His relatives were known for their "unique" gifts
Gifting is the active reagent in Christmas. As children we hope for some distinguishing toy on which to hang our hopes. The classic Christmas fantasy is of a single thing that can make the world right.
This in a way is connected to the gospel of Christmas, of that one saving thing that can make the world right. The child’s point of view turns out to be the theological point of view. That one thing, to make the world right.
As adults we probably know better, yet who of us doesn’t harbor that ghost of lingering desire, like a child, to be gifted, the difference-maker, if the parameters are wider than a Red Ryder BB gun or new Palm Beach Barbie. This ghost remains the challenge of Christmas for those we love, and who love us, of that gift that slides through the cracks of our being. The perfect gift, to acknowledge O’Henry’s take on this subject, whose perfection is more the giving than the getting.
This preamble may or may not be cogent to my intent, because the gifting I want to confess is a special case, if maybe all gifting is the special case. We all know this person. Who of us didn’t have that aunt, a great aunt or uncle, a grandfather who gave weird stuff at Christmas.
In my case this aunt lived in the backwoods, though she was decidedly literate, a back-to-nature sort whose homemade stuff of the kind from which most of us have surrendered. Aunt M. (to protect her identity) was a “from scratch” kind of person. She gave fruitcake at Christmas. The flour was home ground, if she added acorns to the mix. The fruit was wild blueberries, black raspberries, also elder and chokecherries as ordinarily doesn’t make it to fruitcake.
If you have not yet attempted fruitcake with a chokecherry reagent you don’t know there are food flavors that can bring tears to your eyes without the benefit of onions or ammonia. Something about that tin-roof taste of chokecherries whose sudden surprise feels like a grasshopper stuck in your throat.
Aunt M. made homemade soaps — she had a passion for cleanliness — later we ;ater discovered was a pretty good engine degreaser. She used, as might be guessed, homemade lye water, as explains the degreaser.
Aunt M. gifted homemade chocolates that looked innocent, yet remember her invention of chokecherry fruitcake? Aunt M. died more than a decade ago, buried near Rhinelander, her plot on the down side of the cemetery in case her corpse was contaminated such as to rust out neighboring coffins, leaving the cemetery hummocked with bomb craters. The fault of her homemade lye-water soap.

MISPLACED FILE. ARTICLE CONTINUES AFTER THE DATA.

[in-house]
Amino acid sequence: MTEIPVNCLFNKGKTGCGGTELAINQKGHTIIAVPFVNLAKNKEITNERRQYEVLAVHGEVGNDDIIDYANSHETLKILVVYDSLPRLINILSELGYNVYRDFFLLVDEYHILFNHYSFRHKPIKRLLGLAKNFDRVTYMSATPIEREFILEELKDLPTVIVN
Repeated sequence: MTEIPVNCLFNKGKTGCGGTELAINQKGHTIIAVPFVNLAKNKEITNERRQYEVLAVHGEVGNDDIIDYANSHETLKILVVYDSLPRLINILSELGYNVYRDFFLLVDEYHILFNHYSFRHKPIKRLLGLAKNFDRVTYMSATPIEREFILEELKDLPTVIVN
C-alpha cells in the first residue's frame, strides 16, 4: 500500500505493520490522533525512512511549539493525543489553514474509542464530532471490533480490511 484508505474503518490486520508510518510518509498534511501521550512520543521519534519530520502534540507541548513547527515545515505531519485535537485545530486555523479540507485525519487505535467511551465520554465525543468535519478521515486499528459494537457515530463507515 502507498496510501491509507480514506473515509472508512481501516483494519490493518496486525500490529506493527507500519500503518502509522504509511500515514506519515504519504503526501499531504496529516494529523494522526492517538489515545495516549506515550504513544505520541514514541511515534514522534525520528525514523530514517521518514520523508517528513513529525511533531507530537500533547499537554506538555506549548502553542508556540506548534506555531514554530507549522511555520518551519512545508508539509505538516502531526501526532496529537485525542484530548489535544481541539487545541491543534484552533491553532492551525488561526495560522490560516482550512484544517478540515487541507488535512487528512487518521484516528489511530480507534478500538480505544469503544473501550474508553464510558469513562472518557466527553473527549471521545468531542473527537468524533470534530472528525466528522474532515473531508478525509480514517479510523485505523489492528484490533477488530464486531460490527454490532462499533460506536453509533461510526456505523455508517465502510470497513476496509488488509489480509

Uncle C. (again to save any postmortem prosecution) my mom's older brother who according to my mom was also a weird gift giver. Such was not my opinion. Uncle C. wasn’t weird, instead he a phenome, a fabulous uncle. Uncle C. was a gift-giving genius.
At an age well below our mother’s minimal allowable tolerance, Uncle C. was giving us knives, followed by single shot BB guns, followed after by gumballs so hot they could be used as hand warmers, to suspect their core was sub-critical plutonium. His usual line was “You grown up enough to try this?” Of course we were old enough. As luck would have it Uncle C. did not chew or smoke, else he’d have given us lessons.
As brings up Uncle J. (identity withheld). Uncle J. did smoke cigarettes of the classical kind. Involved was a little cloth pouch, a frail wafer of paper and kitchen matches as could be ignited at the seat of his pants. Uncle J. was a circus act as far as we were concerned and the sheer art of his rolling those dense, firm, toy-like fags, with just enough tobacco sticking out to catch fire.
We learned what bad habits were supposed to be – the 5 cent pouch of tobacco with the tax stamp on the string lasted two weeks. Smoking for Uncle J. was like prayer. Devoted like prayer is devoted, serious like prayer is serious, but not to excess as to bore God.
Uncle J. had style. When he inhaled, smoke filled him to his toes, he held that smoke like an immaculate Buddha as smoke emanated from his nostrils, his shoes, his cap. With that one drag he was complete.
I was ten when he asked on a cold day during potato picking if I wanted a drag. At the time I thought smoking was a portable form of central heating, the kind cold October at potato picking can inspire. I did not tell my mama else Uncle J. would have died sooner than he did.
On the flip side of this gift thing are grandmothers who didn’t remember you passed the doll or yo-yo stage a dozen years previous. My grandmother gave me a toy tractor instead of a gift certificate when I was in college. True, that tractor is still on the shelf.
Before I could blow my nose for myself, Uncle K. gave us ladyfingers smuggled in from Florida. Called ladyfingers because they blow off fingers if held too long. Uncle K. was our mom’s baby brother who gave us live .38 caliber service revolver ammunition. I can’t explain why a live .38 caliber cartridge ammunition matters to an eleven year old kid. It ended up in my "possibles" bag and is still there. Uncle D. was an amateur archeologist, as meant sometimes an arrowhead for Xmas which I also still have, despite Uncle D’s having been toast for a half century.
My Great Grandmother A. at Christmas gave me a tooth dislocated from her mom’s mouth, what now happens to be $400 worth of element 79. A weird gift, if not so weird now the price of gold is $1555.70 an ounce. Great Grandma A. rests in plot 24 of the Grand Army of the Republic Cemetery, her mouth more worthless than it ought to be.
At Christmas my brother gave me the pliers from my dad’s pocket the day he died. Cheap slip-joint kind our dad always carried, when Oshkosh overalls had a pliers pocket. Those pliers are too cheap to keep but also in my "possibles" bag.
Justin Isherwood of Plover is a fifth-generation farmer and the author of Book of Plough,Christmas Stones & The Story Chair, and Farm Kid: Tales of Growing Up in Rural America.